Marcelo Gleiser on “absence of evidence is not evidence of absence.”
|October 30, 2011||Posted by News under Philosophy, News|
In “Dexter’s Killer Commentary On Science And Religion” (NPR, October 28, 2011), mostly about a TV show that features a killer who works for the police department (you have to read it), physicist Marcelo Gleiser opines,
Carl Sagan used to apply a similar logic to the question of extraterrestrial alien life when he said that “the absence of evidence is not evidence of absence.” Quite often his quote is misused to explain why science can’t say anything about God: the fact that we have no “evidence” cannot be used to disprove His existence.
There is, however, a very crucial difference between using science to prove the existence of aliens and using it to prove the existence of gods. Aliens, weird as they might be, still follow the laws of nature, being creatures with a biochemistry and metabolic rates. They can interact with our sensors and thus be detected. Gods, on the other hand, are, by definition, beyond the laws of nature: they don’t interact physically with sensors and other detecting devices scientists may use to find out what’s “out there.”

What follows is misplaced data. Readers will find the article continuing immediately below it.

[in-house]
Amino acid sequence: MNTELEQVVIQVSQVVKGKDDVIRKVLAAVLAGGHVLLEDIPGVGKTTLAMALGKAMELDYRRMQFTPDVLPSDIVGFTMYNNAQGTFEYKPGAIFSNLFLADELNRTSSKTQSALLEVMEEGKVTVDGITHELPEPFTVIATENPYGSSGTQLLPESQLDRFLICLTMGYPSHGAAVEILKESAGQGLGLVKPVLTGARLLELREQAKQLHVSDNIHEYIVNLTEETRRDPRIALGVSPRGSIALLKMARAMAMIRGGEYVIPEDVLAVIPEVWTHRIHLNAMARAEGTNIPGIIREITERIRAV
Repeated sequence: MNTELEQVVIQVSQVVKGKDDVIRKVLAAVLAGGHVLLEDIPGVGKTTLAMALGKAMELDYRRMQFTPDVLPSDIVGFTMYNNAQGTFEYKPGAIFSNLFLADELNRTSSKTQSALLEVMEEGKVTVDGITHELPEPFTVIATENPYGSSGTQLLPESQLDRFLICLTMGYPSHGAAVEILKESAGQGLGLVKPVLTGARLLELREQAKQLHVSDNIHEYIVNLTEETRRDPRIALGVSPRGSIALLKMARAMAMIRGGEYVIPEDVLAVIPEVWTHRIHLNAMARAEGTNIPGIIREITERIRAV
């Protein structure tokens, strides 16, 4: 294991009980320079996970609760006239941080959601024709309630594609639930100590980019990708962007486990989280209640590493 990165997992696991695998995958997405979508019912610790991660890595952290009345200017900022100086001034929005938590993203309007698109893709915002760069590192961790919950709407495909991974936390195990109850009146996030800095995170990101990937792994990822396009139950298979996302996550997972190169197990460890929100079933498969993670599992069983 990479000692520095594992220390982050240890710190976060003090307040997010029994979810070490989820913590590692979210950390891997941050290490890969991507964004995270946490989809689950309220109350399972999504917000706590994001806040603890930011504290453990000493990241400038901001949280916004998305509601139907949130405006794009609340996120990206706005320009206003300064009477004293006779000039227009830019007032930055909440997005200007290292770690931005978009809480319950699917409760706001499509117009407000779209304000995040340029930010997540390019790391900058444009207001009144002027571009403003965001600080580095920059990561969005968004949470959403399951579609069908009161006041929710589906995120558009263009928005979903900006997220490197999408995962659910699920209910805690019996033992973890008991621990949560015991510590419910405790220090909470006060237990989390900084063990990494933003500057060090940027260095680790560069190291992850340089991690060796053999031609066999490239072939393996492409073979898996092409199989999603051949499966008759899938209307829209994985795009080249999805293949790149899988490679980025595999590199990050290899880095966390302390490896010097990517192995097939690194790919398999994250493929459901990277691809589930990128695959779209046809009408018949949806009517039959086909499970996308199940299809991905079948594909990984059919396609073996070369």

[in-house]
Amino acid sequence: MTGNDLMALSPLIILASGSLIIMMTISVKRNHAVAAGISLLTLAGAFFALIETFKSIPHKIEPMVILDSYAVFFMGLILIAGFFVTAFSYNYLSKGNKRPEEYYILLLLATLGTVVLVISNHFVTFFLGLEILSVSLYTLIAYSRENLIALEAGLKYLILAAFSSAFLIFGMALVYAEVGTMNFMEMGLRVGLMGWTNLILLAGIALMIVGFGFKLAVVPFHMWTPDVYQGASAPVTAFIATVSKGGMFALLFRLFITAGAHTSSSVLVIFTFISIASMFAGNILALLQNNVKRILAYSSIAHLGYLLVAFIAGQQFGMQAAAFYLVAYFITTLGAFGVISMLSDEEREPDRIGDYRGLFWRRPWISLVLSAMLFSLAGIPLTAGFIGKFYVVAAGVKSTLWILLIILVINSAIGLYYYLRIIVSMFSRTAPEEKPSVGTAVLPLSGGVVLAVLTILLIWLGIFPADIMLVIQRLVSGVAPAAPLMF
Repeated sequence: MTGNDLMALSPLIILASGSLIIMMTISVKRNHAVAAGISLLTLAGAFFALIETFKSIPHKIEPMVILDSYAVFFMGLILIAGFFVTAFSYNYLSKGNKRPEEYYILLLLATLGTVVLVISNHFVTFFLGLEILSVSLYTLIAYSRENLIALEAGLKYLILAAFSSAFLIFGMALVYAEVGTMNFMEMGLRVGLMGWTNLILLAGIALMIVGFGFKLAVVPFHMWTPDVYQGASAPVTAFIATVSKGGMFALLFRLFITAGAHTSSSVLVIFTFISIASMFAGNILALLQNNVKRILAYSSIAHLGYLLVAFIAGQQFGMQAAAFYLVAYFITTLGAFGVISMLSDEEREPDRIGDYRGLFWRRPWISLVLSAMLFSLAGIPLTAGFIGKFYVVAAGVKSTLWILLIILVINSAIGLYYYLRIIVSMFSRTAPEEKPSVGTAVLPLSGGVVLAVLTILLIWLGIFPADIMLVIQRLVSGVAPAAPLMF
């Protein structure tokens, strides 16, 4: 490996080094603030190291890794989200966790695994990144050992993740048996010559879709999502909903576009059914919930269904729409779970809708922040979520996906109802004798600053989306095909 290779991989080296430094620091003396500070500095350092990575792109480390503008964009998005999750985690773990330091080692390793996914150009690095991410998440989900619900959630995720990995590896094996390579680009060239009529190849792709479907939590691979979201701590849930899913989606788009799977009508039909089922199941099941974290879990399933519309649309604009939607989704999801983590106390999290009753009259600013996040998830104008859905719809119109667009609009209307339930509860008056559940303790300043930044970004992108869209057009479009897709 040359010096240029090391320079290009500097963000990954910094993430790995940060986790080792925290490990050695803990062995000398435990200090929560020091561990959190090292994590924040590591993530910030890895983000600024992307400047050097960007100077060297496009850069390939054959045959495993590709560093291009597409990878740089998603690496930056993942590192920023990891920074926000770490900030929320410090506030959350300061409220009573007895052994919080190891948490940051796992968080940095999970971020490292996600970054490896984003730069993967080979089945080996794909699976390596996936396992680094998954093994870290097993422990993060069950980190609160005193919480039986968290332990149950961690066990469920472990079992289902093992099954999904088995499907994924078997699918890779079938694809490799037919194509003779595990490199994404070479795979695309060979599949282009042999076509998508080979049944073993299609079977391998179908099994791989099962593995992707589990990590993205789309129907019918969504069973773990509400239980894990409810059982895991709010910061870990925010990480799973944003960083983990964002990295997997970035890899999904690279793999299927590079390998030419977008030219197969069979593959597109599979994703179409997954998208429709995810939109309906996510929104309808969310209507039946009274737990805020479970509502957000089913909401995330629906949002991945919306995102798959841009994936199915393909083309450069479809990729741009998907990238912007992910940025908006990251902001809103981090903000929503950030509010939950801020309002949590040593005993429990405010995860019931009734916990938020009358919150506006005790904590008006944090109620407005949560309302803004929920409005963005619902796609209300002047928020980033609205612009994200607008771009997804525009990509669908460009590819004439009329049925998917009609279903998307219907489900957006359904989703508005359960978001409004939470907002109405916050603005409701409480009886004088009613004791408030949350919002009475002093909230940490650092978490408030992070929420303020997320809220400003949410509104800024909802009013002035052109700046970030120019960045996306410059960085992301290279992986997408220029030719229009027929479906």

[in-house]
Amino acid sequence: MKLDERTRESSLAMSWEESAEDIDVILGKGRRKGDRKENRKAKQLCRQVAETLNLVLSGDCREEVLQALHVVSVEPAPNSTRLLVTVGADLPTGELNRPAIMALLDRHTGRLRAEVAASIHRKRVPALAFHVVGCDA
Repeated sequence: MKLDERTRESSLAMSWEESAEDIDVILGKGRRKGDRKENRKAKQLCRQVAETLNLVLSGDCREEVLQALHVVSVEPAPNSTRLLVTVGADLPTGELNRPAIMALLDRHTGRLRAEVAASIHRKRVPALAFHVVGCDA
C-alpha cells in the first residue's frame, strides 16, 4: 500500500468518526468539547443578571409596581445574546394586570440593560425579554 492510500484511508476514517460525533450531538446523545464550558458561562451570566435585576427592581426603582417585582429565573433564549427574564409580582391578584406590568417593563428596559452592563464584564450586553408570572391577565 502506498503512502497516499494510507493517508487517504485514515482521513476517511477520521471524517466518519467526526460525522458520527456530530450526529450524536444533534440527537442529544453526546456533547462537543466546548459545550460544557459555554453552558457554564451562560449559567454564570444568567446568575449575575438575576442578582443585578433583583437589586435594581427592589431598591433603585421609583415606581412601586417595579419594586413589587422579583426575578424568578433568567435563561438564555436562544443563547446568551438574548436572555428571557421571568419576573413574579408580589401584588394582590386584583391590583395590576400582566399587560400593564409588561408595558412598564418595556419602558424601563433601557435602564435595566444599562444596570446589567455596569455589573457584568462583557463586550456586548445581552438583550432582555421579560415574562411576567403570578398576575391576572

How does Gleiser know that aliens “weird as they might be, still follow the laws of nature”?
Once he walks that far on the wild side (we have zero evidence of any aliens’ existence), how does he know anything at all?
And, by the way, absence of evidence IS evidence of absence, if it goes on long enough. Why don’t we think the tyrannosaur is still alive? No law of nature says it can’t be; lots of “living fossils” (we prefer the term “durable species” here) are out there. We just don’t have evidence for that one.
Also, why doesn’t anybody apply that kind of reasoning to everyday life? Does the landlady say that the absence of evidence for the rent check is not evidence of absence? Does she ever even imagine thinking that way?
That’s trouble with people like her; they are just not scientific enough.
Hat tip: Pos-Darwinista